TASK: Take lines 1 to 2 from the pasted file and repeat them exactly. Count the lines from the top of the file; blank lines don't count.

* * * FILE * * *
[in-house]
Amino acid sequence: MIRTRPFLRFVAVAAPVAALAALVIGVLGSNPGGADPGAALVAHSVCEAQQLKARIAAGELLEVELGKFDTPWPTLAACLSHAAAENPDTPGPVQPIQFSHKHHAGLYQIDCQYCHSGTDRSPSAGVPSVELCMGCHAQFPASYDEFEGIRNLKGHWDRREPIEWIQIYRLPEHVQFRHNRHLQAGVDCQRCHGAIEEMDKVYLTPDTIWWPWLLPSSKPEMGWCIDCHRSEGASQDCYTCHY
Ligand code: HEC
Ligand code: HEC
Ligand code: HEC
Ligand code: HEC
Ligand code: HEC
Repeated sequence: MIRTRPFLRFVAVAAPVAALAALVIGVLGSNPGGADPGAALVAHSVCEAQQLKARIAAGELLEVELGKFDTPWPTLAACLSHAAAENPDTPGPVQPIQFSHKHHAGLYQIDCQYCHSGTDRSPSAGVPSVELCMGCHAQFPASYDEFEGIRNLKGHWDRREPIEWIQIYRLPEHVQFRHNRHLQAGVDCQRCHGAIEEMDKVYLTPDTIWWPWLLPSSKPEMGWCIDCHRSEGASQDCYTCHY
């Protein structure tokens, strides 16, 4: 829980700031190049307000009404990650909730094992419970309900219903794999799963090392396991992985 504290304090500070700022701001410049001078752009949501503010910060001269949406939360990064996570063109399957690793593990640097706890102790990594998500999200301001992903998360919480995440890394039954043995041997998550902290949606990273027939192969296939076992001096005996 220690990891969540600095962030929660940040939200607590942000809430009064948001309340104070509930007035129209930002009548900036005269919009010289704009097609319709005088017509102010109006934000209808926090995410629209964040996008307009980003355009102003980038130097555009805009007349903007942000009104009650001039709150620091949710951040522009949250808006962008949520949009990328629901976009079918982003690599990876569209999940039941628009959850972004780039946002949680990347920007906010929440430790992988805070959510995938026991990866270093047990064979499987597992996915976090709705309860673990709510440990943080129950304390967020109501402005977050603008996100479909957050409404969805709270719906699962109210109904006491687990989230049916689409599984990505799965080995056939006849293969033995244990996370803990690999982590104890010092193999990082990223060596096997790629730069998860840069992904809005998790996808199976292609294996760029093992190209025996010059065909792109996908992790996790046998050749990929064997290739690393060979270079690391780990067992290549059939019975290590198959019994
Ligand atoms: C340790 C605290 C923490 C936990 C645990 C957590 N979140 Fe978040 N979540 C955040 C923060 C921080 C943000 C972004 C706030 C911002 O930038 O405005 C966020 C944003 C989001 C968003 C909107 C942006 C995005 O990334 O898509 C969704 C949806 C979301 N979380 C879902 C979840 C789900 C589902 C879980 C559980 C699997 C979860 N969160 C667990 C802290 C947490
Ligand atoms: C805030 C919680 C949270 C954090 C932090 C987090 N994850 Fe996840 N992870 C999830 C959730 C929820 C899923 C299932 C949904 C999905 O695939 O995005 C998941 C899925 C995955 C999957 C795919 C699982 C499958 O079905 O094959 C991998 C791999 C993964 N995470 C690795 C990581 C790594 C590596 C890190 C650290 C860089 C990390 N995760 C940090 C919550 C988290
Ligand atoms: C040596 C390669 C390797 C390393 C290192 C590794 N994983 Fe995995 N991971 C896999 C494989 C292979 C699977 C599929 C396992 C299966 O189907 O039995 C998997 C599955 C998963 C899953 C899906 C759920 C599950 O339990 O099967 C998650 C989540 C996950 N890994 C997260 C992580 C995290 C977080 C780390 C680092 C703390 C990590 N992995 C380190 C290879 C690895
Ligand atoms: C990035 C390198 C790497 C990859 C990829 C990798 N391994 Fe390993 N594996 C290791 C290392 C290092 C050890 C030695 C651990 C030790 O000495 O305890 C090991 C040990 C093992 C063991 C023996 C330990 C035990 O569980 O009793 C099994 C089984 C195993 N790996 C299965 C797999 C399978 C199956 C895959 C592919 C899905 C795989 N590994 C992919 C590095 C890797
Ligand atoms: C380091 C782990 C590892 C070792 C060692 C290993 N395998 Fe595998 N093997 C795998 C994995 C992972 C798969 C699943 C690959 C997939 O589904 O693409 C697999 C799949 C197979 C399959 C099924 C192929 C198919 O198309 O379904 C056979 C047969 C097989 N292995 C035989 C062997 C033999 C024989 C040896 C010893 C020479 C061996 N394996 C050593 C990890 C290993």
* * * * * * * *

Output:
[in-house]
Amino acid sequence: MIRTRPFLRFVAVAAPVAALAALVIGVLGSNPGGADPGAALVAHSVCEAQQLKARIAAGELLEVELGKFDTPWPTLAACLSHAAAENPDTPGPVQPIQFSHKHHAGLYQIDCQYCHSGTDRSPSAGVPSVELCMGCHAQFPASYDEFEGIRNLKGHWDRREPIEWIQIYRLPEHVQFRHNRHLQAGVDCQRCHGAIEEMDKVYLTPDTIWWPWLLPSSKPEMGWCIDCHRSEGASQDCYTCHY